What happens with the truss rod?

Discussion in 'Hardware, Setup & Repair [BG]' started by Rambazamba, Mar 18, 2018.

  1. Rambazamba


    Dec 14, 2012
    I've got 2 Squier Jazz basses. One is a Classic Vibe. I haven't adjusted the truss rod in years, actually I can't even remember the last time. The other bass is a Standard Series (the limited edition in satin pewter with matching headstock) and I need to tighten the truss rod every 7 or 8 weeks. It's not a big deal but I wonder how long I can keep on doing so. It's usually over a full turn. Can anyone tell me what's happening with my truss rod? Is it really the pull of the strings that bows the neck so hard that I constantly need to tighten the truss rod? If so it's a matter of time until I run out of available leftover truss rod, right? Or is it possible that the pull of the strings loosens the nut of the truss rod and a bit of loctite will solve my problem?
  2. wvbass

    wvbass Supporting Member

    Mar 1, 2004
    West Virginia
    The truss rod nut could be slipping, but I wouldn't use loctite on it. That sounds like a really bad idea. The ends of the truss rod could also be compressing the wood, which may eventually lead to trouble. If the neck just keeps moving more and more, it won't be too long before you tighten the truss rod as far as it will go.

    It could also be a poor quality truss rod, I suppose, and maybe it is stretching or bending in ways that it shouldn't?
  3. MrLenny1


    Jan 17, 2009
    New England
    I own 4 basses. 2 bolt ons and 2 neck thru. IME
    one bolt on & one neck thru have very stable necks, an ocasional tweak.
    The other two seem to react to weather change in my area more and need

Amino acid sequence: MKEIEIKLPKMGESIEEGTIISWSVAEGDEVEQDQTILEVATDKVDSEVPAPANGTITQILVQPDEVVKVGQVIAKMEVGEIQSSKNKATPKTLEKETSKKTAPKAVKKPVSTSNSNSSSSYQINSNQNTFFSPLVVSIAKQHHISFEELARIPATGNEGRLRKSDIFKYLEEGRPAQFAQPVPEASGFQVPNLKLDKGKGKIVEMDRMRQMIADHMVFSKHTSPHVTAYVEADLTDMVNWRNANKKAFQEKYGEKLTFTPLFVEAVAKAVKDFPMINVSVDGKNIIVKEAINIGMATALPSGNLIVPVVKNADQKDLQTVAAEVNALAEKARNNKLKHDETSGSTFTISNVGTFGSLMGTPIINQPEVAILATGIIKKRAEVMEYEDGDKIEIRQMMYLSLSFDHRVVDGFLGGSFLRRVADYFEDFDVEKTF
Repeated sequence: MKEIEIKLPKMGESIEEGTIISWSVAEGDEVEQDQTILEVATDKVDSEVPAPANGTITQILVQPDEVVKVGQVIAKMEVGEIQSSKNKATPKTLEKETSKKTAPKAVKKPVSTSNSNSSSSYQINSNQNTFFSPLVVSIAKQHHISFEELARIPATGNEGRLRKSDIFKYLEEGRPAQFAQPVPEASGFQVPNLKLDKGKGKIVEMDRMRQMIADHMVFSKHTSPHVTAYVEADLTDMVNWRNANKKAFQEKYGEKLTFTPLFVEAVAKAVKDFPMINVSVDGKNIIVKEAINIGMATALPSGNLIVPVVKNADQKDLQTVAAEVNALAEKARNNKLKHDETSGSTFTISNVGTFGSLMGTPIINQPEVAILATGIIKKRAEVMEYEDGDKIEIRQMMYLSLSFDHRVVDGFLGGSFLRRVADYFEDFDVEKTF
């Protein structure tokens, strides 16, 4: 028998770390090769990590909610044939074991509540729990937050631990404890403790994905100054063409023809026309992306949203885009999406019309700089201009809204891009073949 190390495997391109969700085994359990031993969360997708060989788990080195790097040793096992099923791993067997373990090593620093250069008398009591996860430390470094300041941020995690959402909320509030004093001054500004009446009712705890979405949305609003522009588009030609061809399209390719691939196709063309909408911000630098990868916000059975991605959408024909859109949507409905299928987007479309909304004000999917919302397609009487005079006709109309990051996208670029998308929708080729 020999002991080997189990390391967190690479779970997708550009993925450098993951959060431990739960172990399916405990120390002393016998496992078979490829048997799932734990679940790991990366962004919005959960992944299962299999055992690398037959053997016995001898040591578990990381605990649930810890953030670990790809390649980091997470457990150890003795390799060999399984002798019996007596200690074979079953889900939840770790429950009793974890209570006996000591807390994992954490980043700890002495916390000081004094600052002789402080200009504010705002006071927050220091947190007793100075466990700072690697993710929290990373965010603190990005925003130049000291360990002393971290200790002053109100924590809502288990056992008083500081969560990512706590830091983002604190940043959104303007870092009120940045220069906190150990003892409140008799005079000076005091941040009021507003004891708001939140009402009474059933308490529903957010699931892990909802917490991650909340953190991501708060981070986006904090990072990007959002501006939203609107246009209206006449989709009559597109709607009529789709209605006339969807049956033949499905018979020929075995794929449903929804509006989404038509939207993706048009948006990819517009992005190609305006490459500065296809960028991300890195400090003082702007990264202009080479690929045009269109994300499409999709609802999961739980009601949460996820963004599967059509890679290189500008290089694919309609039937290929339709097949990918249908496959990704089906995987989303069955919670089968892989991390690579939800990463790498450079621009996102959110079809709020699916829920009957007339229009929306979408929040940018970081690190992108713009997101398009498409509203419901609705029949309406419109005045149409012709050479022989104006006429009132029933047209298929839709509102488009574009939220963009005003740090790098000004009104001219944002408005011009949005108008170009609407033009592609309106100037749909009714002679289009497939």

truss adjustment monthly, 1/2 - 1 full turn.
  4. If you are tightening the tr that frequently, it is most likely crushing the wood at the end. You can use a washer or two but eventually it may either stabilize or deform the wood/fretboard around it. A full turn is a lot on a neck that was setup prior.
    Gilmourisgod likes this.
  5. And no loctite.
  6. Rambazamba


    Dec 14, 2012
    Ok! :thumbsup:

    So I'll just have to wait until I reach the final turn of the truss rod and eventually replace the neck. I'm just glad Leo invented the bolt-on neck! :D

    The quality gap between the Standard Squier and Classic Vibe is really astounding...
  7. 96tbird

    96tbird PLEASE STAND BY

    Every piece of wood is different. Even top shelf basses can have neck problems. But yes, lower cost do use greener wood, less desirable cuts, younger trees etc.

    What you describe really sounds like woid crushing under the truss nut. Get some washers under there. They give a bit more surface area against the wood. Fender makes and sells the right size washers for that purpose; get em.
  8. Slight zombie thread here, but I'm running into a similar issue. I'm in the process of rescuing a 2000 Squier Standard Precision - one of the PJ ones with a Jazz-width neck and Sherwood Green paint. The neck was really bowed, but I've been able to straighten it most of the way out with about 5 complete truss rod turns over the past couple of weeks. My target relief is .12 / .13, but for the past few days I need to add a 1/4 to keep it there -and by the end of the day it's more around .15. Am I in danger of snapping the rod or is this common with long-neglected basses? (The relief was more like a 1/4 in. when I found it.)
  9. Turnaround

    Turnaround Commercial User

    May 6, 2004
    Toronto Canada
    Independent Instrument Technician, and Contractor to Club Bass and Guitar - Toronto
    The truss rod is designed to counter the tension of the strings, not to straighten a bowed neck. So the question is what's the condition of the neck when it's not under string tension and when the truss rod is loosened? Is it bowed? if so, that problem should be corrected first. But if it's flat, then the wood of the neck is not stiff enough - stiffening bars may be in order. But one has to wonder if it's worth the cost.
  10. hotbass57


    Nov 27, 2011
    I have a J neck that seems to move more. Noticeable here when it's hot and humid. My 72 Pbass hasn't been touched in years and still has awesome action.
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    Primary TB Assistant

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